Daniel J. Solove
|Daniel J. Solove|
|Born||1972 (age 43–44)|
|Alma mater||Washington University (A.B.), Yale Law School (J.D.)|
|Occupation||The John Marshall Harlan Research Professor of Law at George Washington University Law School|
Daniel J. Solove (//; born 1972) is the John Marshall Harlan Research Professor of Law at the George Washington University Law School. He is one of the world’s leading experts in information privacy law and is well known for his academic work on privacy and for popular books on how privacy relates with information technology. His deconstruction of the “I’ve got nothing to hide” position, and related justifications for government surveillance, has been regarded as the best brief analysis of the issue.
Daniel Solove is also the founder of TeachPrivacy, a privacy and security training company.
In addition, he is co-reporter of the American Law Institute's Restatement of Information Privacy Principles. Further, he is a member of the organizing committee of the Privacy and Security Forum and the Privacy Law Salon.
Professor Solove writes in the areas of information privacy law, cyberspace law, law and literature, jurisprudence, legal pragmatism, and constitutional theory. He teaches information privacy law, criminal procedure, criminal law, and law and literature. He has written 9 books and more than 50 law review articles in the Harvard Law Review, Yale Law Journal, Stanford Law Review, Columbia Law Review, NYU Law Review, Michigan Law Review, U. Pennsylvania Law Review, U. Chicago Law Review, California Law Review, Duke Law Journal, and many others.
Daniel Solove also blogs at LinkedIn as one of its “Influencers.” His blog has more than 900,000 followers as of the editing of this page.
- Nothing to Hide: The False Tradeoff between Privacy and Security (Yale University Press 2011)
- Understanding Privacy (Harvard University Press 2008)
- The Future of Reputation: Gossip, Rumor, and Privacy on the Internet (Yale University Press 2007)
- The Digital Person: Technology and Privacy in the Information Age (NYU Press 2004)
- Information Privacy Law (Aspen Publishing, 4th ed. 2012) (with Paul M. Schwartz)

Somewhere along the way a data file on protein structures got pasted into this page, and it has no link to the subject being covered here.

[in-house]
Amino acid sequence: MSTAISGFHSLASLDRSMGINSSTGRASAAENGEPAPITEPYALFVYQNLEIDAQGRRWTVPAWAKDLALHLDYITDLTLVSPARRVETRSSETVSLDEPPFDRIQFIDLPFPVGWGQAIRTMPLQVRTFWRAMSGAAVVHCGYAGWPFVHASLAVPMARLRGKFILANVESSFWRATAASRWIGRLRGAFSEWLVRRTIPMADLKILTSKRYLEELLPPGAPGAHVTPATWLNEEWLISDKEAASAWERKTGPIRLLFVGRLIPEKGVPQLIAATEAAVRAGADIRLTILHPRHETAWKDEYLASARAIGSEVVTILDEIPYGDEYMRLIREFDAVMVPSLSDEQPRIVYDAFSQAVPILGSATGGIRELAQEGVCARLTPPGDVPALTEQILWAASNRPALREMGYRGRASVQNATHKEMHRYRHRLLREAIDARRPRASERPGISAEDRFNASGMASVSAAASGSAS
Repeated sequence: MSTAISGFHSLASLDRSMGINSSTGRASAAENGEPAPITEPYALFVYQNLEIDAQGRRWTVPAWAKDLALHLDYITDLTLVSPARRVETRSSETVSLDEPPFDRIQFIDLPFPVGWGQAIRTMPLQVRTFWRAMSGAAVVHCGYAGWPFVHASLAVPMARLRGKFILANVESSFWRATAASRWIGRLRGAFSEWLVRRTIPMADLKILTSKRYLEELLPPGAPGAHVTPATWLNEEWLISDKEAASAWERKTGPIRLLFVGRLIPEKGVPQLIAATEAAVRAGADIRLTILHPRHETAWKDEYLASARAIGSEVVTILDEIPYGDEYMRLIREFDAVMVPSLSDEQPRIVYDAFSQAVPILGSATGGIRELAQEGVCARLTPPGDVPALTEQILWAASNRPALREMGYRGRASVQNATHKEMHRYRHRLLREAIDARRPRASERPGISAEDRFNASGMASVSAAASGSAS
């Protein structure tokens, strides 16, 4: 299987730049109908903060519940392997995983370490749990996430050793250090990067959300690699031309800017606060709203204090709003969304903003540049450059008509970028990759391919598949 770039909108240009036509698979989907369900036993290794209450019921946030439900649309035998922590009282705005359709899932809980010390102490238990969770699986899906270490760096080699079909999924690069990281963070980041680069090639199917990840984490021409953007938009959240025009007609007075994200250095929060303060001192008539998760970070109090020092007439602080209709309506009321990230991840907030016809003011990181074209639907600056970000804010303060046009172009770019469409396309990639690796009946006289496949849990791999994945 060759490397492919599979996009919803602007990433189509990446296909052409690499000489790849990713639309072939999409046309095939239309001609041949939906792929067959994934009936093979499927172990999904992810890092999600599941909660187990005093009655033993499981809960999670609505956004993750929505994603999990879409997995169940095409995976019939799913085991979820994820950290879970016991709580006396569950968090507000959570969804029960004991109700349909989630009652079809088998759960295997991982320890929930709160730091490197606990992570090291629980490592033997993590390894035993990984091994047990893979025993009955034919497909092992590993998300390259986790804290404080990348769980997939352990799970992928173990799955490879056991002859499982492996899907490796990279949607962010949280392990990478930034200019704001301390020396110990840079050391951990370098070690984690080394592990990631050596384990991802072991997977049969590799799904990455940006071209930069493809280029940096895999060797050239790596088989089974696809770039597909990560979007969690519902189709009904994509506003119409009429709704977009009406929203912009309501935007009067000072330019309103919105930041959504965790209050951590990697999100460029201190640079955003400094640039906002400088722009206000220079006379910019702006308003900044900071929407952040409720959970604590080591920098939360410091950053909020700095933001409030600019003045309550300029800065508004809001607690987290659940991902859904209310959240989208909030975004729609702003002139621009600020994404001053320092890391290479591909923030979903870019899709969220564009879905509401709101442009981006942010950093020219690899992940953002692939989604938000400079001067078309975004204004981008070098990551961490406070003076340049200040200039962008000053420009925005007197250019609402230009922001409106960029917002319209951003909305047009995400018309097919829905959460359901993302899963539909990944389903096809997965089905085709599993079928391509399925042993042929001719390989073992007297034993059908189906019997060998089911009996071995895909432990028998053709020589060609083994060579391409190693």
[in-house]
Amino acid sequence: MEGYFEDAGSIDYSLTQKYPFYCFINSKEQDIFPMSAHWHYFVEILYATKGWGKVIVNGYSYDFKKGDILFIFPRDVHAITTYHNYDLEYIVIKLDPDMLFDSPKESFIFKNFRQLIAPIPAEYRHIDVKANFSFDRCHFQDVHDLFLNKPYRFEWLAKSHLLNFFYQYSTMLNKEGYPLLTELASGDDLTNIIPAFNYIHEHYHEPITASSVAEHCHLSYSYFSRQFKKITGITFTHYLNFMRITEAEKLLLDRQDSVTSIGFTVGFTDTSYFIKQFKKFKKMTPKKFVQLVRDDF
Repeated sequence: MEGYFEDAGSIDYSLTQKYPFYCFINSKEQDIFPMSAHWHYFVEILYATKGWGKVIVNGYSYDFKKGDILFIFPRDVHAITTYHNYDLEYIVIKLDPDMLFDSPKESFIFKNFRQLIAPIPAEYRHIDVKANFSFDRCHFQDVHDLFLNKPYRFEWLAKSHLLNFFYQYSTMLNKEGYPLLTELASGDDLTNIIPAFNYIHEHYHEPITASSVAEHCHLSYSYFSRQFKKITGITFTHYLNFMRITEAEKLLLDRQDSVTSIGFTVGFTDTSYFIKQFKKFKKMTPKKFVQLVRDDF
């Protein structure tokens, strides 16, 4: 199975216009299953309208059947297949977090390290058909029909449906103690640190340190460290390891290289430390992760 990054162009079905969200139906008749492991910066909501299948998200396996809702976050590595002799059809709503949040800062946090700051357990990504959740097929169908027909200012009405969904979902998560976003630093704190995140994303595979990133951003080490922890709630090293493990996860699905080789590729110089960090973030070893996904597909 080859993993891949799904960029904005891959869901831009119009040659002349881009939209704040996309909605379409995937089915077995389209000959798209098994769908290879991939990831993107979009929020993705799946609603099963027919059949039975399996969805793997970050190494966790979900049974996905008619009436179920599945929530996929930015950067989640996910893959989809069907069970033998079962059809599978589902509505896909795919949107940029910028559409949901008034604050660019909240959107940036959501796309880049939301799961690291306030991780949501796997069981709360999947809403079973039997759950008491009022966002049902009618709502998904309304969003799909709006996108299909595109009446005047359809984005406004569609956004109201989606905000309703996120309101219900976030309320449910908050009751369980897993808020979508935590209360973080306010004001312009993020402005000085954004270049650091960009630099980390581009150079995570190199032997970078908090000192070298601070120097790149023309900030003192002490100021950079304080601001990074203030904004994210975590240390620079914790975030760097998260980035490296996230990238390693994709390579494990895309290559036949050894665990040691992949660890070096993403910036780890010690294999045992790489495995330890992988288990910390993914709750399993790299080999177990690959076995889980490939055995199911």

- Privacy Law Fundamentals (IAPP, 2nd edition 2013) (with Paul M. Schwartz)
- Privacy and the Media (Aspen Publishing, 1st ed. 2009) (with Paul M. Schwartz)
- Privacy, Information, and Technology (Aspen Publishing, 3rd ed. 2012) (with Paul M. Schwartz)
- The FTC and the New Common Law of Privacy 114 Columbia Law Review 583 (2014) (with Woodrow Hartzog)
- Privacy Self-Management and the Consent Dilemma 26 Harvard Law Review 1880 (2013)
- The PII Problem: Privacy and a New Concept of Personally Identifiable Information 86 New York University Law Review 1814 (2011) (with Paul M. Schwartz)
- "I've Got Nothing to Hide" and Other Misunderstandings of Privacy 44 San Diego Law Review 745 (2007)
- The First Amendment as Criminal Procedure 84 New York University Law Review 112 (2007)
- Privacy's Other Path: Recovering the Law of Confidentiality 96 Georgetown Law Journal 123 (2007) (with Neil M. Richards)
- Reconstructing Electronic Surveillance Law 72 George Washington Law Review 1264 (2004)
- Digital Dossiers and the Dissipation of Fourth Amendment Privacy 75 Southern California Law Review 1083 (2002)
- Conceptualizing Privacy 90 California Law Review 1087 (2002)
- Privacy and Power: Computer Databases and Metaphors for Information Privacy 53 Stanford Law Review 1393 (2001)
- Access and Aggregation: Public Records, Privacy, and the Constitution 86 Minnesota Law Review 1137 (2002)
- 5 Myths About Privacy Washington Post (June 13, 2013)
- Distinguished Lecture in Law and Technology - Daniel J. Solove
- "Daniel J. Solove". SafeGov. Retrieved 7 July 2014.
- Dean, John. "Why, Even If You Have Nothing To Hide, Government Surveillance Threatens Your Freedom: The Case Against Expanding Foreign Intelligence Surveillance Act Powers". Retrieved 7 July 2014.
- Daniel Solove's home page at George Washington University
- Doyle, Tony (19 November 2011). ""Daniel J. Solove, Nothing to Hide: The False Tradeoff between Privacy and Security" (book review)". The Journal of Value Inquiry. 46 (1): 107–112. doi:10.1007/s10790-011-9303-z.
- Doyle, Tony. "Daniel J. Solove, Nothing to Hide: The False Tradeoff between Privacy and Security" (book review). The Journal of Value Inquiry Volume 46, Issue 1. p. 107-112. Published online on 19 November 2011. ISSN 0022-5363. DOI 10.1007/s10790-011-9303-z. Available at ProQuest.
- Professor Solove’s LinkedIn Influencer blog: http://www.linkedin.com/today/post/articles/2259773
- TeachPrivacy website: www.teachprivacy.com